Remote learning is a whole new ballgame, but hopefully you’ve gotten into a groove in recent weeks. Just in time for finals!

It’s one thing to figure out how to study effectively while learning remotely, but it’s something else entirely to study in today’s remote learning landscape for exams, which might be proctored or unproctored and much different from any others you’ve taken before. If your professors and instructors have told you that you’ll be taking exams to wrap up the semester, you might be wondering how to approach your study plan. Here are a few tips:

Get the clarity you need about expectations.

By now, your instructors and professors, one hopes, have been in contact with you about what the end of the semester might look like. If not, you should reach out to find out whether you’re having a final exam, alternate assignment or exam, whether the exam will be proctored or unproctored, etc. It’s important to make sure you know what is coming and what has changed in terms of how you will be assessed and graded.

Develop a study schedule.

“Asynchronous learning” means you can do your school work on your own schedule, which has pros and cons. One pro, of course, is flexibility. You can do the work when you want to and around your other responsibilities. One con, however, is that it’s easy to succumb to procrastination. Don’t let your exam study schedule suffer because you’re given more autonomy in how you “go to class” and study. As with a normal semester, avoid cramming, and space out your study sessions.

Be proactive about using the tools the teacher provides.

If a professor suggests using an online quiz platform or pretest provided by the textbook publisher to prepare for your upcoming final, make sure you do so. Studying for finals or end-of-course tests is going to look different this year, no doubt. Get prepared by following instructors’ tips and using the tools they offer, whether those are online review sessions, websites, Zoom discussions with the class, or something else.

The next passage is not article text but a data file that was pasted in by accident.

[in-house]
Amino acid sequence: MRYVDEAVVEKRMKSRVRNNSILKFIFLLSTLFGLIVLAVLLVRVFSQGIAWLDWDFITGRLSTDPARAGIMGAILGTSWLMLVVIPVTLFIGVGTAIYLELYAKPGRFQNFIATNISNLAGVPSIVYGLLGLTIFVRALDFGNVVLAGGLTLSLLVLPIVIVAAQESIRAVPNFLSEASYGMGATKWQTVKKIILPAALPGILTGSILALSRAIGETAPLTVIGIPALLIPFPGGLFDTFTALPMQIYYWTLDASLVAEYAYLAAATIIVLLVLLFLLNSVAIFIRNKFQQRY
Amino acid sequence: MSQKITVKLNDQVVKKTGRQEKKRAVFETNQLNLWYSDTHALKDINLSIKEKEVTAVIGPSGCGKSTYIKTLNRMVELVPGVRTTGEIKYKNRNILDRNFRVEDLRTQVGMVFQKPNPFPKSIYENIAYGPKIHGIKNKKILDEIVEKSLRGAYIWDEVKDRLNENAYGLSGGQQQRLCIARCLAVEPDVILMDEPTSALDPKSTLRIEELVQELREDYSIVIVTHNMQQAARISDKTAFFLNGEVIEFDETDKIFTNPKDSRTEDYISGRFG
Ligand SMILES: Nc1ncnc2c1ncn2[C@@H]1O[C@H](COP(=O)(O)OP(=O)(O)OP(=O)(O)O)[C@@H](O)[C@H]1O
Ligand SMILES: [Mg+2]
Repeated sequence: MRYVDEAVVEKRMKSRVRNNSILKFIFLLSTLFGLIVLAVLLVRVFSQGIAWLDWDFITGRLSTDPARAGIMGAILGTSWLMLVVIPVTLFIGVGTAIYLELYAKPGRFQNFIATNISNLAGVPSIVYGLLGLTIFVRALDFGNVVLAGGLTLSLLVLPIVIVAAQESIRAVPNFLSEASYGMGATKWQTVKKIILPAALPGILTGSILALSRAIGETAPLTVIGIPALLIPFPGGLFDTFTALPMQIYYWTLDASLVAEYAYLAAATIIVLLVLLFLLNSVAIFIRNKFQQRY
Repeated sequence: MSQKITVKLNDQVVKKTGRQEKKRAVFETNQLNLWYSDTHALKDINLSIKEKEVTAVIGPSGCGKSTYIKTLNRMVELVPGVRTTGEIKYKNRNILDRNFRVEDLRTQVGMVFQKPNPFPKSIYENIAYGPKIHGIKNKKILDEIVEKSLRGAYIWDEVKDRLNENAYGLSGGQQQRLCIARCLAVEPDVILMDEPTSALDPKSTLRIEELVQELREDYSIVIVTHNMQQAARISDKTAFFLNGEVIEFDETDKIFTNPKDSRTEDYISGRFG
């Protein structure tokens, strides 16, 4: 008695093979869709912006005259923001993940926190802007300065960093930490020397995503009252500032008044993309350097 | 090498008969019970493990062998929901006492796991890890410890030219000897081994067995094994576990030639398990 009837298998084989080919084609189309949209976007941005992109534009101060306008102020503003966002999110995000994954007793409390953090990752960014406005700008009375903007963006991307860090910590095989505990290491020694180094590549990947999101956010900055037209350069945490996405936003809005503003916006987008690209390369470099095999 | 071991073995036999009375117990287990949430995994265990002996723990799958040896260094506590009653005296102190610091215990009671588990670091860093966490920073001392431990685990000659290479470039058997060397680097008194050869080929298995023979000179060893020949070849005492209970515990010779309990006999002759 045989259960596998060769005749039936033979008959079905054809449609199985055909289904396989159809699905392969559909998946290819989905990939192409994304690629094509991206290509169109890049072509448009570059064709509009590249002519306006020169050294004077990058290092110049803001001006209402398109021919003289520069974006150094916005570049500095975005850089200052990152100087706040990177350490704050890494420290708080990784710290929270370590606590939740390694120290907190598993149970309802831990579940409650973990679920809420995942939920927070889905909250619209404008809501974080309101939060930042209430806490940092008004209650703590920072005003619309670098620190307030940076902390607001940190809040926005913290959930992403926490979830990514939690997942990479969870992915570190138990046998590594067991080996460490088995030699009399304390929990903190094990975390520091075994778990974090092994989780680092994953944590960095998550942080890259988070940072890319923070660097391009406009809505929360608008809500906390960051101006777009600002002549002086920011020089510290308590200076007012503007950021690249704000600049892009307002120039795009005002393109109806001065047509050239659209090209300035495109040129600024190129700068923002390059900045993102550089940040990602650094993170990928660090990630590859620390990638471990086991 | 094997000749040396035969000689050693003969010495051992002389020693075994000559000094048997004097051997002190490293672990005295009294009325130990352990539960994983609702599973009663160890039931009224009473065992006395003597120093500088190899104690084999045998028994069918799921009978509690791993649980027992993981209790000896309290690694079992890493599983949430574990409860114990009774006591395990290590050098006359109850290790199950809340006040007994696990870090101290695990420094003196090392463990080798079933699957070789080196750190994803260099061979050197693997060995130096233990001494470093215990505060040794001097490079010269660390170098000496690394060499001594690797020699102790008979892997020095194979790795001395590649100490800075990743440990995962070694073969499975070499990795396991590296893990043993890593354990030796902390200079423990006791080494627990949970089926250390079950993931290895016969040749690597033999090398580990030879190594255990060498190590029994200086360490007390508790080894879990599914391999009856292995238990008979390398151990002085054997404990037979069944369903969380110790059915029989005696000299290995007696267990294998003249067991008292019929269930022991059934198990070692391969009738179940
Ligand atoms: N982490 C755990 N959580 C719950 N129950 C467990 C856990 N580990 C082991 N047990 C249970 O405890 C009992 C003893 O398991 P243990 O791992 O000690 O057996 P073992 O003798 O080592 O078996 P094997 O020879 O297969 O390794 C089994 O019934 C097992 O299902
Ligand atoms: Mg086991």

Challenge your assumptions about what works best for you.

You’ve probably heard a lot about “best practices” for studying effectively, and maybe you’ve made some broad assumptions. It’s okay to have a favorite study method, but don’t be afraid to try new things too. If you’ve historically avoided study groups, thinking you work better on your own, set up a FaceTime or Zoom study session for a change. Use your D2L class list and start reaching out. If reading has always been your go-to when reviewing for a test, try flash cards and other methods.  

Change up your study surroundings.

You’ve probably heard before that studying in different places can actually boost your long-term retention of information. A new environment gives you more memory cues to help you remember what you learned where. So, study under a tree in your backyard, or on your porch, or while sitting in your car somewhere. It might just work wonders for your test score. 

Move around and take breaks.

Another tried-and-true study tip applies to remote learning: Space out your study sessions. Studying material over a period of time is always more effective than cramming it into the brain during one long marathon session. And there are lots of benefits of taking “brain breaks” and getting a little physical activity while learning.

You’ve worked hard all school year. Maybe you’ve opted to raise your grade through your final exams. Communicate with your instructors and professors, and give your finals your best effort. It’s time to finish strong and keep your eyes on the future. This might be your most interesting semester of college yet, but remember that you’ll come out stronger.

Thanks to Eric Salahub, an instructional coach at FRCC and recipient of the Colorado Community College System’s Teaching with Technology Award (2019), for his input on this blog.

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